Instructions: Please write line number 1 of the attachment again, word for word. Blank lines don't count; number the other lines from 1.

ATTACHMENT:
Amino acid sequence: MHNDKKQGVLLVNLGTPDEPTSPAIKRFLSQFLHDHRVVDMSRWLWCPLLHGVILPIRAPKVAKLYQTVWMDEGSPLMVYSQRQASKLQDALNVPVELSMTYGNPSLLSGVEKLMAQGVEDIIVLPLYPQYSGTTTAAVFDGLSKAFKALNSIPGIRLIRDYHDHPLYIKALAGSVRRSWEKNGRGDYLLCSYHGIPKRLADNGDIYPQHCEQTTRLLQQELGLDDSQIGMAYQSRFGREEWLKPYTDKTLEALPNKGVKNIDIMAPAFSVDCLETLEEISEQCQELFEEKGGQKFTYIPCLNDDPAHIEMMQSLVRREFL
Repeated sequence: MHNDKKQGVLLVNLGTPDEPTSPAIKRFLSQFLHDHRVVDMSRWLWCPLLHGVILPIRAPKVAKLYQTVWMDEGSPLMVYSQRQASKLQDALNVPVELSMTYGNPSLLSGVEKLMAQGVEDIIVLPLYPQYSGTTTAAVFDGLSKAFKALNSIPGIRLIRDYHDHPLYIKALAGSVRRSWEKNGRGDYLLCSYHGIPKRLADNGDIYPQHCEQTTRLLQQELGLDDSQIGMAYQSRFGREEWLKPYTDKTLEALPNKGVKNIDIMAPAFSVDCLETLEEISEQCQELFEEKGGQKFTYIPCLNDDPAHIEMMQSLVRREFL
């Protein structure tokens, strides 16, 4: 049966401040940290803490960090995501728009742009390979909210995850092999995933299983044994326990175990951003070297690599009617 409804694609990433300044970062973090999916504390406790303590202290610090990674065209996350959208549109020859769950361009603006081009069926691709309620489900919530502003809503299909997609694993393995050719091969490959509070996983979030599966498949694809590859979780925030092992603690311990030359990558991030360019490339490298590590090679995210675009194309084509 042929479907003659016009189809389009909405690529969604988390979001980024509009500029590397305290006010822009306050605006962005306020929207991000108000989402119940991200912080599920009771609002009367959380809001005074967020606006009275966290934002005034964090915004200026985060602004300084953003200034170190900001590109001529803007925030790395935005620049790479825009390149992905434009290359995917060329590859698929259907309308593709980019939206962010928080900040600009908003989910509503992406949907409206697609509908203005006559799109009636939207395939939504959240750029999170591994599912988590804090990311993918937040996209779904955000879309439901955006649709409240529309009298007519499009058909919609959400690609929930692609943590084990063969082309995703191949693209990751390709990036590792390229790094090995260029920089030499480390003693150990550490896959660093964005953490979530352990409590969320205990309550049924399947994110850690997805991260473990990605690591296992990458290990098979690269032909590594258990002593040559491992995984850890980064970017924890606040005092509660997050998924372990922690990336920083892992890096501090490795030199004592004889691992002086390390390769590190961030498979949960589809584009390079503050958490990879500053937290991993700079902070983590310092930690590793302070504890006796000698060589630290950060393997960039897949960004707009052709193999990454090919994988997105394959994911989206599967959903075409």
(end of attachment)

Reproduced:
Amino acid sequence: MHNDKKQGVLLVNLGTPDEPTSPAIKRFLSQFLHDHRVVDMSRWLWCPLLHGVILPIRAPKVAKLYQTVWMDEGSPLMVYSQRQASKLQDALNVPVELSMTYGNPSLLSGVEKLMAQGVEDIIVLPLYPQYSGTTTAAVFDGLSKAFKALNSIPGIRLIRDYHDHPLYIKALAGSVRRSWEKNGRGDYLLCSYHGIPKRLADNGDIYPQHCEQTTRLLQQELGLDDSQIGMAYQSRFGREEWLKPYTDKTLEALPNKGVKNIDIMAPAFSVDCLETLEEISEQCQELFEEKGGQKFTYIPCLNDDPAHIEMMQSLVRREFL